All over the house there are splendid lacquer chests (Fig 11), many of them bearing Sir Robert’s arms, but even so one of the surprises of the inventory is the strong Oriental note in many of the bedrooms. In the South East Corner Room, for instance, the bedhangings were of “work’t chintz”, presumably a chintz oversewn in a regular pattern, so that the effect was like quilting, and there were also an India chest of drawers and bookcase. The other furniture consisted of two tables, a buro, a looking glass, a stand, two settees, and eight chairs. All the four main bedrooms had that complement of chairs and settees, and so there were no fewer than 89 chairs in the 12 rooms.
The South-East Corner and the Callicoe Room South Front were balanced by the Red Room and the South-West Corner Room, which was hung with tapestry and had a bed hung with yellow damask that was still there in the 1790s. The angel bed itself, possibly supplied by Thomas Roberts and one of three on this floor, has been rehung by Lord and Lady Cholmondeley , but the idea of the yellow continues in its lining, and the lower frame is still covered in yellow stuff as it was originally. Probably the original pattern of the damask survives as a bedspread which Lord and Lady Cholmondeley copied for the hangings of the drawing room below. The same pattern is recorded on a bed of which a fragment survives in the Victoria and Albert Museum. The damask is dated about 1710, and the bed is recorded in the 1719 inventory of Leeds Castle.
Again there was an Oriental note in that room at Houghton, because with the chairs covered in the same material went another India chest and screen. On the west front there was a second room with a White Work India bed and that had tapestry on the walls. Part of the white work may survive on two beds and Figure 9, which shows a detail from one suggests how effective the room was.
On the north side of the hall and saloon, the plan was repeated with four more pairs of bedrooms. Here are two more remarkable survivors. At the north-east corner is the Painted Taffeta Room (Fig 7), which still has its original bed with pelmet cornices matching the canopy of the bed and its wallhangings. Originally there was only one window and so one cornice, whereas there are two now, and the bed itself was carefully restored for Lord and Lady Cholmondeley before the Second World War, with the green lining of of the bed being renewed at that time and the curtains being most skilfully copied. The effect of the material is marvellously light, and it suggests that there was a deliberate mixture of solemn and gay bedrooms, damask beds contrasting with those of taffeta, chintz or white work. That there was a distinction between rooms that were essentially masculine and essentially feminine is quite possible, because John Macky in his description of Wanstead in 1732 noted “My Lords” bedchamber being in crimson damask and “My Ladys” apartment in China silk.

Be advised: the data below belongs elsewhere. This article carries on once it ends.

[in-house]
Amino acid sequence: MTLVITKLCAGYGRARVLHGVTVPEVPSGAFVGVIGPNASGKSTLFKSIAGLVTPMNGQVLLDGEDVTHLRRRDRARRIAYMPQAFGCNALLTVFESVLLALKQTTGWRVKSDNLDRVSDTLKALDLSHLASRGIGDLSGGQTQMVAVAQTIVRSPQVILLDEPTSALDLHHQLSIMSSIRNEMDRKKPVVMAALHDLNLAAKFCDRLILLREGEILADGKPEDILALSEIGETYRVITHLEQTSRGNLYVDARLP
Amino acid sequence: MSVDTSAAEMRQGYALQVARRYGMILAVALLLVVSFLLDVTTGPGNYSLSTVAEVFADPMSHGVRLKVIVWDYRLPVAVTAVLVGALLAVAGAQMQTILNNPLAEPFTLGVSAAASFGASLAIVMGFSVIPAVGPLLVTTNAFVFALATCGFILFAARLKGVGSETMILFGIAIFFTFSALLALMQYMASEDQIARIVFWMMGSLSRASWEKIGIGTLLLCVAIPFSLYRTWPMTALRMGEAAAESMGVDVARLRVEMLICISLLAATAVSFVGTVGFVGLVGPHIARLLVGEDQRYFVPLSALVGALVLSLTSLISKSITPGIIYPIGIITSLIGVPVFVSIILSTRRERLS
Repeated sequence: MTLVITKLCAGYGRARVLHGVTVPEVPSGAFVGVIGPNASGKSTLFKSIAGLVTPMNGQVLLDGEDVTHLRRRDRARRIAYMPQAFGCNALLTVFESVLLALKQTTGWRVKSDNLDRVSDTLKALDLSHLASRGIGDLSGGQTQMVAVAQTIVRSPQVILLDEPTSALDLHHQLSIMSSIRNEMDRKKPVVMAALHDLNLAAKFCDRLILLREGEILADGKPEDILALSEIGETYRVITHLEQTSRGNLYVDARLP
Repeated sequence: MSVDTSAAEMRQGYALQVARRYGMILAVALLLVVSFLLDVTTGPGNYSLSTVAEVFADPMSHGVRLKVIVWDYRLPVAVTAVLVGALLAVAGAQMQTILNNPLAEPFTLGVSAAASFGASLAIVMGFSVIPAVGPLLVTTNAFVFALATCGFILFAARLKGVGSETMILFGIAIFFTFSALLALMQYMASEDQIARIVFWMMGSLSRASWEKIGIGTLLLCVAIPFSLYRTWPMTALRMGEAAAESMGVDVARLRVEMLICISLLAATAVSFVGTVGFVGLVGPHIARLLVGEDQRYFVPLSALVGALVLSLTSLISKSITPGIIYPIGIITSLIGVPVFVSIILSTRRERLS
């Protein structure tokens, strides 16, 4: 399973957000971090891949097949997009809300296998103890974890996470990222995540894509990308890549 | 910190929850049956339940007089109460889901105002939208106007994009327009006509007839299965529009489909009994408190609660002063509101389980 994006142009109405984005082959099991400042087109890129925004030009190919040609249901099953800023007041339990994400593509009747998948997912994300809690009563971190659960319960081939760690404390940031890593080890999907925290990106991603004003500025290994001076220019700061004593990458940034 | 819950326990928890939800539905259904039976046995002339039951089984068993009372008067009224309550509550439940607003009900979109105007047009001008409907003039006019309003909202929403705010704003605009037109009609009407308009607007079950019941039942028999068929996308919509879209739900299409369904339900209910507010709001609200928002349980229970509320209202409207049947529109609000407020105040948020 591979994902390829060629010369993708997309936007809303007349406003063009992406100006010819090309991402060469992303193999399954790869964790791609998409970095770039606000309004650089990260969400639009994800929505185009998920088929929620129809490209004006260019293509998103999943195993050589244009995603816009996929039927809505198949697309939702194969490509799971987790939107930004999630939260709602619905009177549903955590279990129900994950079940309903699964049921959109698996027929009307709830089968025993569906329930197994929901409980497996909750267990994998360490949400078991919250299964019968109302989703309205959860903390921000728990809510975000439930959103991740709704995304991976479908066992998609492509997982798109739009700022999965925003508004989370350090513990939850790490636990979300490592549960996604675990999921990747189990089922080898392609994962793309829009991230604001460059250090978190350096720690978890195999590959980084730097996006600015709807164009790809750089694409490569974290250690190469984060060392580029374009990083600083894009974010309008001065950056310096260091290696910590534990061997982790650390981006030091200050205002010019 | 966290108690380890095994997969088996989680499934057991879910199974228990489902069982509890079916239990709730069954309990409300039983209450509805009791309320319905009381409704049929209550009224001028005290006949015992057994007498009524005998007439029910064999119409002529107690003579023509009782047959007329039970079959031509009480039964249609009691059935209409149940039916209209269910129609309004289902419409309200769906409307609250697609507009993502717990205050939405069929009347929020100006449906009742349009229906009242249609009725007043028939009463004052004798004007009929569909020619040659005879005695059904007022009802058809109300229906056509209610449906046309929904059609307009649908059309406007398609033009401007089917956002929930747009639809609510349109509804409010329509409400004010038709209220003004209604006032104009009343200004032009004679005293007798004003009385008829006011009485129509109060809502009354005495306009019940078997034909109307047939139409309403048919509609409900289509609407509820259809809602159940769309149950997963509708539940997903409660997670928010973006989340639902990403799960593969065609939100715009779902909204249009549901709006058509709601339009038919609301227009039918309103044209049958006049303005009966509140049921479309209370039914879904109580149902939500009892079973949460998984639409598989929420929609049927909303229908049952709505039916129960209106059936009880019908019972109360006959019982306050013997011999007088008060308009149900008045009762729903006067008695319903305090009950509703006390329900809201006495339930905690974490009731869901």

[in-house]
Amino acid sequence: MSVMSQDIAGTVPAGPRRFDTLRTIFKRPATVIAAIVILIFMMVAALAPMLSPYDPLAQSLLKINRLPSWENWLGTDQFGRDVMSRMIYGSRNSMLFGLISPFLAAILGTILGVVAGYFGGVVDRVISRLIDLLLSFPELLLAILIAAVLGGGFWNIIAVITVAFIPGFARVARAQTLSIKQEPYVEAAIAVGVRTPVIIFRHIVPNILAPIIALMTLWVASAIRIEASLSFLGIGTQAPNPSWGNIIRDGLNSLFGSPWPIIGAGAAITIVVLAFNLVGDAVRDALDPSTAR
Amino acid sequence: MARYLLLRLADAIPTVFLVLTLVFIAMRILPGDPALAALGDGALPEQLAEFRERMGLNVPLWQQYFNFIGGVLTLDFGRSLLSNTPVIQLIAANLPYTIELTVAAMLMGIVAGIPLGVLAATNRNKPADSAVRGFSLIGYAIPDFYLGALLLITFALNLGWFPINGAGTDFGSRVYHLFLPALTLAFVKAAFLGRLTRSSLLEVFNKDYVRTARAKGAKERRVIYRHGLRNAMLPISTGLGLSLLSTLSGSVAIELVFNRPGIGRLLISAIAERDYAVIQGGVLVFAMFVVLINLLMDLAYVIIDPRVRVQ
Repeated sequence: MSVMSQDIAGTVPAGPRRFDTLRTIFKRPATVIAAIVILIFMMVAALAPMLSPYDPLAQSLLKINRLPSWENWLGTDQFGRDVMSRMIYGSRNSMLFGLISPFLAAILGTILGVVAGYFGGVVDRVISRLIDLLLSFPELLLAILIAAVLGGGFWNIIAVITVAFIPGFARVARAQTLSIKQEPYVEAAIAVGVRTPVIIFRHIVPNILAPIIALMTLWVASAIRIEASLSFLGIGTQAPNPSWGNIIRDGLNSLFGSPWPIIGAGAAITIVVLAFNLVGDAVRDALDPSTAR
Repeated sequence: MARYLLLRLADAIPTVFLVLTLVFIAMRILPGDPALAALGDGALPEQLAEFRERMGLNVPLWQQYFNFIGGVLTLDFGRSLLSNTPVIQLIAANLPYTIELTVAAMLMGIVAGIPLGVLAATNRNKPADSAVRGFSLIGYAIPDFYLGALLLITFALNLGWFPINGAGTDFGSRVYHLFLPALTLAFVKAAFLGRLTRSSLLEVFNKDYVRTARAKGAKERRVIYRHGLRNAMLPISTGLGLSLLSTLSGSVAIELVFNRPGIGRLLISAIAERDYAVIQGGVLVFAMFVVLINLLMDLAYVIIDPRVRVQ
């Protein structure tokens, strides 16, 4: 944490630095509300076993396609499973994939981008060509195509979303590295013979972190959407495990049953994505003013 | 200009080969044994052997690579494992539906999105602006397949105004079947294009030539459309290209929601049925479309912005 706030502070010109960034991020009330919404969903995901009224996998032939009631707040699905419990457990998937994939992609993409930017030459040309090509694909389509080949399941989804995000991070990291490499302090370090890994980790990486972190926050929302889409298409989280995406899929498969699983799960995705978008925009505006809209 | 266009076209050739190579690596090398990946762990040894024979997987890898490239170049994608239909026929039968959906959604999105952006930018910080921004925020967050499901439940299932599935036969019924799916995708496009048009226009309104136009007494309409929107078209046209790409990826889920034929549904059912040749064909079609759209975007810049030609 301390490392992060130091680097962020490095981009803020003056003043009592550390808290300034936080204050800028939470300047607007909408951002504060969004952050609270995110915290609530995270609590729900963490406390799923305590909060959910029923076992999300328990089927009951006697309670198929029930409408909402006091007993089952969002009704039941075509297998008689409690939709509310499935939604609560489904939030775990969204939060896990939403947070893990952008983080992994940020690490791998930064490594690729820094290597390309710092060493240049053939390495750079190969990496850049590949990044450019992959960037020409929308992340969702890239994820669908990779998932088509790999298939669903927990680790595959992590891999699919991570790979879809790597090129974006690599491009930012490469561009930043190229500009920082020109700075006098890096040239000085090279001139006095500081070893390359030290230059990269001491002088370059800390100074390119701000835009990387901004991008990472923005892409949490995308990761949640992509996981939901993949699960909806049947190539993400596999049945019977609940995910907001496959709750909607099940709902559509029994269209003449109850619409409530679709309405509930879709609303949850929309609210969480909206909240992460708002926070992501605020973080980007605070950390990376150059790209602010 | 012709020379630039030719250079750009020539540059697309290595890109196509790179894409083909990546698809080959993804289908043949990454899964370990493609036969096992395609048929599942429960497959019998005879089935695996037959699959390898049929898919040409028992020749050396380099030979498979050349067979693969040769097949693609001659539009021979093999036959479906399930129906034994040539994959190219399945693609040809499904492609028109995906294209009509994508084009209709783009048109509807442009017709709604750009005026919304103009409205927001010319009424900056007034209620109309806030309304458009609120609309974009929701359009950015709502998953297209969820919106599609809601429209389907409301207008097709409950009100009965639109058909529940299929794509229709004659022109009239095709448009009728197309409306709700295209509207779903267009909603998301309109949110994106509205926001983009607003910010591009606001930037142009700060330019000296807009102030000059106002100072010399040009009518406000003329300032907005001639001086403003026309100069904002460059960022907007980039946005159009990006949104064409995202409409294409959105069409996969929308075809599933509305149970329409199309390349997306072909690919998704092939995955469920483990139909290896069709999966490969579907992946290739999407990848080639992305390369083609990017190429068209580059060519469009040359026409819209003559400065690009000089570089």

Not surprisingly painted taffeta in situ dating from before the late 18th century is very rare, but evidently a good deal was imported, and there are also quite a number of references to the use of painted cotton and satin.
The other survivor is the former Red Damask room, on the west front, so called because of its bed. In 1745 that had “painted Dimothy Hanging to the room”. It is lined with painted toils and I know of no other room in England where such a set exists (Fig 10).
When Lord Harley was at Houghton, he was taken to look over the whole of the house, including the wings, and noted: “we saw all the offices and cellars; all the house is arched under; all conveniences are made that can be thought of. The several officers have all within themselves for their own use, cook, butler, housekeeper, wash house, laundry, brew house.”
The north wing contained not only the picture gallery fitted up after Sir Robert gave up Downing Street, but the infirmary, the dairy, the wash-house, laundry and mangling room, the brewhouse and malt mill. In the south wing were the whole kitchen department, the servants’ hall and the housekeeper’s room and also the nursery and rooms allotted to Lord Walpole and Sir Robert’s sister, Mrs Hammond. These last are surely a fascinating comment on Sir Robert’s view of family life and how he intended Houghton to work.
Photographs: 1-3, 6, 7-11 by Alex Starkey; 4-5, by Country Life.
All images are available to purchase from the Country Life Picture Library.